Moon Brazil

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Avalon Travel Publishing, Nov 22, 2011 - Travel - 721 pages
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Journalist Michael Sommers guides travelers to the best that Brazil has to offer, from surfing, hang gliding, and enjoying the sizzling nightlife in Rio to venturing into the Amazon to witness the Meeting of the Waters, where the Rio Negro and Rio Solimões join to form the world’s mightiest river: the Amazon. Sommers also includes unique trip strategies like A Tale of Two Amazon Cities--which provides details on exploring the rainforest between Manaus and Belém--and Gastronomic Brazil, a mouthwatering tour of Brazil’s cuisine. With expert advice on viewing popular attractions like Iguaçu Falls and Corcovado, as well as escaping the crowds in less frequented places, like Bahia's rustic fishing villages, Moon Brazil gives travelers the tools they need to create a more personal and memorable experience.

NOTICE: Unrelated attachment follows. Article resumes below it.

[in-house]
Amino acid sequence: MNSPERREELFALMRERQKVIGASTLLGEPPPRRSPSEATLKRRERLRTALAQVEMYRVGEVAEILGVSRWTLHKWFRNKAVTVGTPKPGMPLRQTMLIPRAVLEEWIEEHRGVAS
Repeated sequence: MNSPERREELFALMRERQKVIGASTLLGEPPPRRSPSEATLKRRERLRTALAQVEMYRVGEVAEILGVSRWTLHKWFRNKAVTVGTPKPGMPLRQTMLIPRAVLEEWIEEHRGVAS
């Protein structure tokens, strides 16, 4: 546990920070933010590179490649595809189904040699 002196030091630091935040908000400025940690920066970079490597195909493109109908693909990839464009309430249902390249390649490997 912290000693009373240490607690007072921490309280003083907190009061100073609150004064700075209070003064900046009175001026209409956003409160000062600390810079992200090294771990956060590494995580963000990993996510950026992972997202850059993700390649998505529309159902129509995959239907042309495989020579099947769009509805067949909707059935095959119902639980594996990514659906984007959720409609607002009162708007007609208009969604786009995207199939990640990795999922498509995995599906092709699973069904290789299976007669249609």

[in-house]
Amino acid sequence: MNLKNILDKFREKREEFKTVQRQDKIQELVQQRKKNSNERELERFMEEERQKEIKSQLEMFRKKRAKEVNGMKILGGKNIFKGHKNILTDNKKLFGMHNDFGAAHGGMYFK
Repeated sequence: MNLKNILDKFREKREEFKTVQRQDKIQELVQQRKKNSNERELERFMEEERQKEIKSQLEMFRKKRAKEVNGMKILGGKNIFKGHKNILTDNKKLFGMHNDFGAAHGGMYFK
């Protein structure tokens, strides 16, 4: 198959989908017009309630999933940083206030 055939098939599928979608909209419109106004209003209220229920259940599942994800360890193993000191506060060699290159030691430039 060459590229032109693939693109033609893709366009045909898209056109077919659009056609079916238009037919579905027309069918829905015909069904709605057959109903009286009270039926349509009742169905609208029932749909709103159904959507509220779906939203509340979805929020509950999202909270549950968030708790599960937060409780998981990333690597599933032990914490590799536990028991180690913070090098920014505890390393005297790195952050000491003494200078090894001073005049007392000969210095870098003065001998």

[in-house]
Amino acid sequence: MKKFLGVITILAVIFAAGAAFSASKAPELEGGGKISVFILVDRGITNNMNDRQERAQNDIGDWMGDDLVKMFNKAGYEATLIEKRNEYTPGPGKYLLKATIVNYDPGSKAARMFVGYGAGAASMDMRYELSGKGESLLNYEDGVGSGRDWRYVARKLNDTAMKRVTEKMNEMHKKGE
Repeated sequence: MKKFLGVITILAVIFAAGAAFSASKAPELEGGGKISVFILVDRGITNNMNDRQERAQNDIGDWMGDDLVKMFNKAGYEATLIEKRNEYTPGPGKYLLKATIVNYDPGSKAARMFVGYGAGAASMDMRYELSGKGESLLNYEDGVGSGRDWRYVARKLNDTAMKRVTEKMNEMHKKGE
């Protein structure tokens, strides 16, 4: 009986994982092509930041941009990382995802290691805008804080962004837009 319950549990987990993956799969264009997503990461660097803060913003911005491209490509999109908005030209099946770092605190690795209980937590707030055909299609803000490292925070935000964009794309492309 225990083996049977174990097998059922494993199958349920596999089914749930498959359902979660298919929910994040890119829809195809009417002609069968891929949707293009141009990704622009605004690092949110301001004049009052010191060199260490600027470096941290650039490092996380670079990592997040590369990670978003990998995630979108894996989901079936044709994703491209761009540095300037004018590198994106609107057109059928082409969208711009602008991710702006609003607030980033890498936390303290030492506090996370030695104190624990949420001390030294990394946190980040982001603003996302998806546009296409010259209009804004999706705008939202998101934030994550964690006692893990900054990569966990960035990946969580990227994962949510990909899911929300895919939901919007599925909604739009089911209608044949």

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About the author (2011)

Born in Texas and raised in Toronto, Michael Sommers grew up with travel on the brain--the result of time spent in the backseat of Oldsmobiles, Mini Mokes, and Pan Am jets under the influence of his Gourmet-addicted mother and his father's roving zoom lens.

When Michael turned 18 he took flight, setting down temporary roots in cities such as Bordeaux, Paris, Montreal, New York, and Lisbon. During this time, he earned a BA in literature from McGill University and an MA in history and civilizations from the École des Hautes Etudes en Sciences Sociales, where his thesis was "The Image of Brazil and Brazilians in Hollywood Cinema.” He also worked as a writer and editor at magazines and newspapers and freelanced for publications such as The New York Times, The International Herald Tribune, and The Globe and Mail.

Michael first traveled to Brazil at the age of four. His first memory of Rio de Janeiro is that of being served a glistening orange wedge of papaya in the grand dining room at the Hotel Glória. Twenty years later, he returned to Brazil, where he fell in love with the colorful landscapes, rich cultures, and warm people he found there. Michael eventually settled down in Salvador, the baroque capital of Bahia, where he has worked as a writer and journalist for over a decade. He has yet to master the art of preparing feijoada (Brazil's national stew of beans and salted beef and pork), but he does make a mean caipirinha.